|| ||Avi Kivity <avi-AT-redhat.com> |
|| ||Ingo Molnar <mingo-AT-elte.hu> |
|| ||Re: [RFC] Unify KVM kernel-space and user-space code into a single project |
|| ||Mon, 22 Mar 2010 14:29:15 +0200|
|| ||Pekka Enberg <penberg-AT-cs.helsinki.fi>,
Anthony Liguori <anthony-AT-codemonkey.ws>,
"Zhang, Yanmin" <yanmin_zhang-AT-linux.intel.com>,
Peter Zijlstra <a.p.zijlstra-AT-chello.nl>,
Sheng Yang <sheng-AT-linux.intel.com>,
Marcelo Tosatti <mtosatti-AT-redhat.com>,
oerg Roedel <joro-AT-8bytes.org>,
Jes Sorensen <Jes.Sorensen-AT-redhat.com>,
Gleb Natapov <gleb-AT-redhat.com>,
Zachary Amsden <zamsden-AT-redhat.com>, ziteng.huang-AT-intel.com,
Arnaldo Carvalho de Melo <acme-AT-redhat.com>,
Fr?d?ric Weisbecker <fweisbec-AT-gmail.com>,
Gregory Haskins <ghaskins-AT-novell.com>|
|| ||Article, Thread
On 03/22/2010 01:14 PM, Ingo Molnar wrote:
>> I think we agree at last. Neither I nor my employer are interested in
>> running qemu as a desktop-on-desktop tool, therefore I don't invest any
>> effort in that direction, or require it from volunteers.
> Obviously your employer at least in part defers to you when it comes to KVM
In part, yes.
> So, just to make this really clear, _you_ are not interested in running qemu
> as a desktop-on-desktop tool, subsequently this kind of
> disinterest-for-desktop-usability trickled through the whole KVM stack and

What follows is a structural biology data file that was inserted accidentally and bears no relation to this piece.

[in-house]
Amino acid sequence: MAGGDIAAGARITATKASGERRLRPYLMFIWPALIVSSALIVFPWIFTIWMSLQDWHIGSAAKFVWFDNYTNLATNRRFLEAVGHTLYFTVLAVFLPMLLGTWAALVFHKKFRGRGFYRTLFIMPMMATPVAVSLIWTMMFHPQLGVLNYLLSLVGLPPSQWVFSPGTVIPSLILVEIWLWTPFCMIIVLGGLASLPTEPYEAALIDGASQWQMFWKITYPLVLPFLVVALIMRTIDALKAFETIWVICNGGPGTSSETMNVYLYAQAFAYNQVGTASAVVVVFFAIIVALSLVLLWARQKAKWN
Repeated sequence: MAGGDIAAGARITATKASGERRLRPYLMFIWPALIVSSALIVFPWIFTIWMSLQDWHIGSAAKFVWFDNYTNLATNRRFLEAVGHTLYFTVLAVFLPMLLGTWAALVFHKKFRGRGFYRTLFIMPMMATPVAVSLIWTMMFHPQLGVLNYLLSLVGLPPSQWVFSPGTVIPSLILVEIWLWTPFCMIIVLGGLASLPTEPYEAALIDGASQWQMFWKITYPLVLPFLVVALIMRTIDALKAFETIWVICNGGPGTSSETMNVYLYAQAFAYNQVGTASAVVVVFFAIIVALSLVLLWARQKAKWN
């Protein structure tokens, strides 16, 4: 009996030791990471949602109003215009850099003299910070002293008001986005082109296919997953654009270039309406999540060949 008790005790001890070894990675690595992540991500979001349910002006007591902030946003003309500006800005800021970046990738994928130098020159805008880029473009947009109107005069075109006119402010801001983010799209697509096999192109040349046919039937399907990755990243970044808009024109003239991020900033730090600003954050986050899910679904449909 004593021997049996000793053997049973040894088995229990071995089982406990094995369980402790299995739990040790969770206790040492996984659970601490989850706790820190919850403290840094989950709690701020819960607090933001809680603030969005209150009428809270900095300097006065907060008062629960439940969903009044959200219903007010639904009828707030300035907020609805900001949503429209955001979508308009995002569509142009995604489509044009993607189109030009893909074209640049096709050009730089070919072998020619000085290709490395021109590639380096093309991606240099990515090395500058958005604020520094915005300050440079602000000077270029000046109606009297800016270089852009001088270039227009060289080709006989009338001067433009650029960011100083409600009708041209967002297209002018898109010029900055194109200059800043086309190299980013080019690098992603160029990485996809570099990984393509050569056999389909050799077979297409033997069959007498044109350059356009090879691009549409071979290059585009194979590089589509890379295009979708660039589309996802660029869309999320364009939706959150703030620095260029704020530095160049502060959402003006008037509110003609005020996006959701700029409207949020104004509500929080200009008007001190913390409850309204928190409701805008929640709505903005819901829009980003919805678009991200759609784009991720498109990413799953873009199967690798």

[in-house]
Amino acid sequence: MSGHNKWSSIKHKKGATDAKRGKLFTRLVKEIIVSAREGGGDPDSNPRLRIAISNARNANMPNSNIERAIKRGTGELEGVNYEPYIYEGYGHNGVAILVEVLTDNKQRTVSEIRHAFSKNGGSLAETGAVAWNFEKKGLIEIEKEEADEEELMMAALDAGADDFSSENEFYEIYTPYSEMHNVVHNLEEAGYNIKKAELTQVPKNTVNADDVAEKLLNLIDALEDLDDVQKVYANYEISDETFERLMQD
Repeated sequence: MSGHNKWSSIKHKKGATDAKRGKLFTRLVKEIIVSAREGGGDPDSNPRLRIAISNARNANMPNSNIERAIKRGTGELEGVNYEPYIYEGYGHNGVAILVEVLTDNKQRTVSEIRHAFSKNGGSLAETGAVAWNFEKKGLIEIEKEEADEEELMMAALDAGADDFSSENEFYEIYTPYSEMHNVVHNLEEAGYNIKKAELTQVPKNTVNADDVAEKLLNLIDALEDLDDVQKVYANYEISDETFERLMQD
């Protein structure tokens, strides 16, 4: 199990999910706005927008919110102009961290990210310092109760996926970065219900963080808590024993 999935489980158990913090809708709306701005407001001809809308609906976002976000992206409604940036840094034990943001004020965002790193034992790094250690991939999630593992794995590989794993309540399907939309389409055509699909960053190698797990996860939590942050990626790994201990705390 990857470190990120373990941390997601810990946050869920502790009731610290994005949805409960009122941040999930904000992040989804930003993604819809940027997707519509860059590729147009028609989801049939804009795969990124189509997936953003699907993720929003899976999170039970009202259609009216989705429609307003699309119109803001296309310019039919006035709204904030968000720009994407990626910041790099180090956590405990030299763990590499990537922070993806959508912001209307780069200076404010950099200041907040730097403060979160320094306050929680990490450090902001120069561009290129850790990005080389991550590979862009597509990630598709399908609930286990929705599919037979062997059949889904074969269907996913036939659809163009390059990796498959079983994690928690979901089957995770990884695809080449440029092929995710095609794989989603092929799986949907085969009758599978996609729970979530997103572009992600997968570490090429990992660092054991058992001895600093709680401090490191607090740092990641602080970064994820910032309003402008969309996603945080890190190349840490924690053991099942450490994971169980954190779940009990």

> poisoned your attitude and your contributor's attitude.
I am also disinterested in ppc virtualization, yet it happened. I am
disinterested in ia64 virtualization, yet it happened. I am disinterested
in s390 virtualization, yet it happened.
Linus doesn't care about virtualization, yet it happened.
I don't tell my contributor what to be interested in, only whether their
patches are good or not. I can tell you that Red Hat contributors don't
work on a desktop kvm GUI not because I discourage them, but because the
product we are working on does not contain a desktop kvm GUI. Jan Kiszka
contributed a lot of debugger features, fixes, and improvement, presumably
he and/or his employer need that more than a kvm desktop GUI.
I can't see why you see anything wrong with this. People write patches for
their own interest, not yours or mine.
> Too sad really and it's doubly sad that you dont feel anything wrong about
It would be lovely to have a desktop kvm GUI. I don't feel I have to write
it myself or compel others to write it. I don't feel sad about it.
>> If you think a good GUI is so badly needed, either write one yourself, or
>> convince someone else to do it.
> To a certain degree we are trying to do a small bit of that (see this very
> thread) - and you are NAK-ing and objecting the heck out of it via your
> unreasonable microkernelish and server-centric views.
The perf bits have nothing to do with a GUI or usability for general users.
Calling them "unreasonable microkernelish sever-centric views" is just a
way of not addressing them.
> With constant maintainer disinterest there's no wonder a non-desktop-oriented
> KVM becomes a self-fulfilling prophecy: you think the desktop does not matter,
> hence it becomes a reality in KVM space which you can constantly refer back to
> as a 'fact'.
It's a fact that virtualization is happening in the data center, not on the